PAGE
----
It's ‘alarming’: Many women are delaying retirement (or don’t think they will retire at all)

Older woman and younger (Photo: Shutterstock)

Inflation is shaking women’s financial confidence and could be derailing their retirement plans. Nearly two-thirds of women said they are either expecting to retire later than originally planned or don’t believe they will be able to retire at all, compared with 47% of men.

This is a significant increase from 2021, when only one in four women expected to postpone or cancel their retirement due to the COVID-19 pandemic, according to a Nationwide Retirement Institute survey of employer-sponsored retirement plan participants and sponsors.

Not only is Inflation causing women to reduce savings contributions, but it also is compelling them to help others who are struggling due to higher prices, according to the report. Fifteen percent of women who said their retirement plans have changed indicated they have had to financially support a family member or friend due to inflation.

“We fielded this survey in August 2022 as inflation and market volatility continued to weigh on American workers. Still, we were alarmed by the sizable increase from year to year among women who feel they will need to delay their retirements or forgo retiring altogether due to economic pressures,” says Amelia Dunlap, vice president, Retirement Solutions Marketing at Nationwide. “And as many women balance these challenges with family responsibilities at home, 57% said their mental health is being negatively impacted as they feel a secure retirement is becoming less attainable, which has a significant impact on the engagement and productivity of these employees.”

In addition to navigating inflation, women also report that they are struggling to optimize their income in retirement. About half of female respondents said they face challenges around turning their retirement savings into income in retirement, and only 4% of women indicated they are moderately or extremely familiar with retirement planning for decumulation.

However, more women than men are interested in solutions that can help them navigate challenges around inflation and better plan for retirement. More than 90% of female plan participants said they would be at least somewhat likely to roll over a portion or all of their current retirement plan savings into a guaranteed lifetime income investment option if they were able to, compared to 83% of men, the report found.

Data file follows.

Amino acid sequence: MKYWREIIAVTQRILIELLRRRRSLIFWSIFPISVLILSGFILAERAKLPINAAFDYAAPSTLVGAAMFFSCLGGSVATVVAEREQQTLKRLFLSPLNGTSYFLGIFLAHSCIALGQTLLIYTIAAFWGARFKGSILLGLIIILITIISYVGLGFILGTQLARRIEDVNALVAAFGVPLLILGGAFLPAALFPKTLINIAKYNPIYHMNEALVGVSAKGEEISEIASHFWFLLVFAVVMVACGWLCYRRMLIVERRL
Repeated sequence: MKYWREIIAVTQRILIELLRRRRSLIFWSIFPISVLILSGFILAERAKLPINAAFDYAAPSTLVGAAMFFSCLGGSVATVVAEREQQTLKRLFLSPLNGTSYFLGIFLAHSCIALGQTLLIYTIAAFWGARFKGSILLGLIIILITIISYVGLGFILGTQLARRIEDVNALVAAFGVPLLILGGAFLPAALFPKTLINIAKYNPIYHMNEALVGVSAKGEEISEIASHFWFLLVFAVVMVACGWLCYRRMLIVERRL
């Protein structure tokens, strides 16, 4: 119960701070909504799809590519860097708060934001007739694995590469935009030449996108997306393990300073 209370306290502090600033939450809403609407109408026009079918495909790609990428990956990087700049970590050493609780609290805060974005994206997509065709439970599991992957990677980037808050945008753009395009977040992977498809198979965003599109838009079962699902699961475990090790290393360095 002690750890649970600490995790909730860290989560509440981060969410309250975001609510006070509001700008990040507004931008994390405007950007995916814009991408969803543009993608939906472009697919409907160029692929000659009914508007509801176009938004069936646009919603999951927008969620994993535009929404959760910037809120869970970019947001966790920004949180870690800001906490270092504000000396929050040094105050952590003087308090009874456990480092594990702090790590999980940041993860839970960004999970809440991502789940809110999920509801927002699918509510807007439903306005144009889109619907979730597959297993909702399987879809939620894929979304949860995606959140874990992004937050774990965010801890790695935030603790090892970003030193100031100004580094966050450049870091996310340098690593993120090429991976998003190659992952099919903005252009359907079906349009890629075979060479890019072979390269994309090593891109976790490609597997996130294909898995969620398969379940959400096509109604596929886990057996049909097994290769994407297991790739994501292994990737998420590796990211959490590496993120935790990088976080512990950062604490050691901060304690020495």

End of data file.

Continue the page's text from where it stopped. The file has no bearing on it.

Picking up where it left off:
Dunlap said women can take control of their finances by taking full advantage of their employer’s retirement offerings and resources. Meanwhile, employers should be leaning on their providers of retirement services for the education, resources and solutions to support the retirement planning needs facing their employees, she said.

“It’s also important for participants to understand how their budget, emergency savings, and aspects like student loans may fit into their plan,” said Dunlap. “Saving something for retirement, if possible – even if it’s less than they would like to – is better than stopping altogether.”

She also said all employees facing financial challenges should try to keep hardship withdrawals or contribution reductions to a minimum as these actions may help in the short term but can have long-term negative impacts on retirement security.

Employers need to make sure employees are “talking to your retirement plan administrators to understand resources they may have available” to help them evaluate their options or adjust their investment strategy, Dunlap advises. “Ask if they have or are considering options to help” them convert their savings to lifetime income in retirement.

The start of a new year is an opportune time for plan sponsors to reevaluate their retirement offerings to ensure their participants – particularly women – are able to retire on time with greater confidence, said Dunlap.

“Our data shows that retirement security is a challenge for women, but it’s impacting all participants in a meaningful way,” she said. “Employers and advisors have an opportunity to analyze their plan data and demographics to see if any concerning trends arise – such as disproportionate participation among female employees – and look for ways to offer education or enhanced benefits to drive better engagement and retirement security for their workforce. There could be opportunities to get creative with their plan design, such as offering guaranteed lifetime income solutions, which can help employees feel more secure throughout retirement by offering guaranteed income for life.”

Kristen Beckman is a freelance writer based in Colorado. She previously was a writer and editor for ALM’s Retirement Advisor magazine and LifeHealthPro online channel. 

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